Sometimes, you need man’s best friend to lend a helping paw. Bárbara Escobar-Anleu is the Program Director of Panthera Guatemala, and is currently studying for her Ph.D. She requires genetic samples in the form of scat (droppings) from the five species of wild cats found in Guatemala — the jaguar, puma, ocelot, jaguarundi and the margay. As you can imagine, finding fresh scats from these animals in the forest suitable for genetic studies can be quite the challenge! That’s where dogs step in.
Tigre is Panthera’s wild cat detection dog based in Costa Rica with his handler, me! Tigre is a six year-old Yellow Labrador who was provided by Working Dogs for Conservation in 2018. He mainly plies his trade in Costa Rica, but has also supported projects in Chile, making Guatemala the third country in the Americas where he has sniffed for scats.
This would be the first time Panthera had collected wild cat scat samples in Guatemala, critical to our understanding of connectivity and gene flow. Tigre, Bárbara and myself spent two months in Izabal, Guatemala visiting nine different conservation areas and going to 15 different locations in our search for scats. During this time, we walked over 276 km, with Tigre easily covering two or three times this distance using his powerful sense of smell to locate what we couldn’t easily see with the human eye.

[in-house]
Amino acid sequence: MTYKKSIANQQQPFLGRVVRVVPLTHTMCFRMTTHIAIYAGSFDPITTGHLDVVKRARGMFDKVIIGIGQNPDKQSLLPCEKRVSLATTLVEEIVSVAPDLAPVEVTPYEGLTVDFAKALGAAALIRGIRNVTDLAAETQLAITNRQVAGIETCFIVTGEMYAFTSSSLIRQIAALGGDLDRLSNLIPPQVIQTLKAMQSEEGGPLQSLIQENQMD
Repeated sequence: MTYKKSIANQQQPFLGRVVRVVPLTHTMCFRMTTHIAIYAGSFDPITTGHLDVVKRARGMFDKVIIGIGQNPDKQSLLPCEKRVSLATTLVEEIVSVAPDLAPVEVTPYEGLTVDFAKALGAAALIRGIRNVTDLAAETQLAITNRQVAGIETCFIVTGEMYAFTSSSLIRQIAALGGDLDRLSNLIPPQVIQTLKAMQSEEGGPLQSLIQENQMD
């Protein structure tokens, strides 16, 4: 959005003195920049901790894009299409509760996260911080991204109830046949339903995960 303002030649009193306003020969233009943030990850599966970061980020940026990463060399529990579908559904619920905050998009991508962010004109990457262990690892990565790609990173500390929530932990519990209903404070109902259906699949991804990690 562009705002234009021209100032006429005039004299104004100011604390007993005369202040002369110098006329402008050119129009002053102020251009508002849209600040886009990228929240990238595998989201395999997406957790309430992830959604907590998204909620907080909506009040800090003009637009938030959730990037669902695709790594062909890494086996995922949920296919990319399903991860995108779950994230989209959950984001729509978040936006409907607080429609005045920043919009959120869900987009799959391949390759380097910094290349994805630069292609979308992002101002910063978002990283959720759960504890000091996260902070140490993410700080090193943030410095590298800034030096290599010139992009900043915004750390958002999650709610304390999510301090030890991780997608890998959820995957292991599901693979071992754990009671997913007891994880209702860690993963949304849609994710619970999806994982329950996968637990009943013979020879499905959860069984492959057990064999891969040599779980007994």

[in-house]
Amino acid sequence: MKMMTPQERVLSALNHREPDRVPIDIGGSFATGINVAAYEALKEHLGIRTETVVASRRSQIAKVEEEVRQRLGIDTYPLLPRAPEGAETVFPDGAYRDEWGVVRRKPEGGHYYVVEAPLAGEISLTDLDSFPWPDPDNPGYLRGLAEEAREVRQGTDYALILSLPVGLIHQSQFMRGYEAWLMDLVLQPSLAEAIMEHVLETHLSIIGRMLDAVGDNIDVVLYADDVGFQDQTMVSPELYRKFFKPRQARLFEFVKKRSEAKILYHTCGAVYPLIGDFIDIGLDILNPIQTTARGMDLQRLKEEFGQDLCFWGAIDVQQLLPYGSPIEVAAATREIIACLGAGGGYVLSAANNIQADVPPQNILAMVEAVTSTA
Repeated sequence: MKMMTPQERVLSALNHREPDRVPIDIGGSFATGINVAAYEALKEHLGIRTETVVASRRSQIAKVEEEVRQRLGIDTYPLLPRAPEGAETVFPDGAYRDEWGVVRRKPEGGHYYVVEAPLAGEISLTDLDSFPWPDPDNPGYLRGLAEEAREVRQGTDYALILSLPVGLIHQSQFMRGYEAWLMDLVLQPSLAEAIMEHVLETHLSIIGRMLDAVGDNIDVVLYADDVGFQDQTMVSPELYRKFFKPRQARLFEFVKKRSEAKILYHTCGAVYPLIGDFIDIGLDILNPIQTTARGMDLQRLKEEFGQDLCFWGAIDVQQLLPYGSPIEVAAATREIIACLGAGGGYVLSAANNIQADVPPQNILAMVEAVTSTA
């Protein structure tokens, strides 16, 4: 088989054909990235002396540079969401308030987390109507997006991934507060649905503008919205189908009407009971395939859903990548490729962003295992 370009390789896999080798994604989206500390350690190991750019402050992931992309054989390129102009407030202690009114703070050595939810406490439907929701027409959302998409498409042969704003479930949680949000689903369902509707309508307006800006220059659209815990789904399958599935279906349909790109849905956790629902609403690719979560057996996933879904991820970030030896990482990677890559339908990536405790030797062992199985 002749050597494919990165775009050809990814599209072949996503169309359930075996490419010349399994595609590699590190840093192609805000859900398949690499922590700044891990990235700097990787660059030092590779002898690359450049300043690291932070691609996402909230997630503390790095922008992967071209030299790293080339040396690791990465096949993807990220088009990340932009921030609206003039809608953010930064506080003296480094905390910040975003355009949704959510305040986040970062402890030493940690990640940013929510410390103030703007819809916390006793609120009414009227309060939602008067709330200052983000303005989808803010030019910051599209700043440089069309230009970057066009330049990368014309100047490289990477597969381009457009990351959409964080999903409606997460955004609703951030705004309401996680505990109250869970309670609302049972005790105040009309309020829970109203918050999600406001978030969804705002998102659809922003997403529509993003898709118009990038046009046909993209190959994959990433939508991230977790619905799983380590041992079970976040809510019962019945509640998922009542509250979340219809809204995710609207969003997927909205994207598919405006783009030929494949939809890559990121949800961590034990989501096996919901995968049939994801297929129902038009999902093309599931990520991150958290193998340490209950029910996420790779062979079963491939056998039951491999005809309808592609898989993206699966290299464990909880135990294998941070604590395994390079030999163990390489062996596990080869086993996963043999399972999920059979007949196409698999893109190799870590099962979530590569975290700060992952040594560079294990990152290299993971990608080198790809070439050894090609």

Detection dogs are important members of the team, increasing the probability of finding samples used for genetic analysis. A dog’s sense of smell is somewhere between 10,000 and 100,000 times more acute than that of humans and can detect samples from over distance, even when the scats are frozen and buried under the snow. He is so good at this that he can identify tiny parts of scats that may be weeks or even months old and almost completely washed away by rain. To Tigre, this is all just a game; when he finds a scat, he is rewarded with his favorite ball, and after a few minutes of playing fetch, he is ready to begin again.
To avoid tiring Tigre out too much during the trip, he would work on a schedule of three days working, one day off, followed by another two days working with one more day off. This was the pattern we repeated for our entire two-month stay in Guatemala, which became incredibly challenging as time wore on! Not only were the rigors of our routine a challenge, but high temperatures and difficult terrain (lots of hills) made us utterly exhausted. Each night we would wearily collapse into our bunks, though happy with another successful day.
To conduct studies such as these we need the backing of local communities, other NGOs and governmental organizations. In Guatemala, we had an amazing level of support. During our surveys, we were accompanied by members of the local community, park rangers and staff from NGOs, all enthusiastic to support wild cats and meet Tigre, who became quite a celebrity.
As a result of everyone’s work (but mainly Tigre), 35 samples were collected; both Tigre and I wish Bárbara the best of luck with her studies and look forward to bringing you the results of her work in the future.
Learn more about Tigre’s work helping to protect wild cats at Panthera.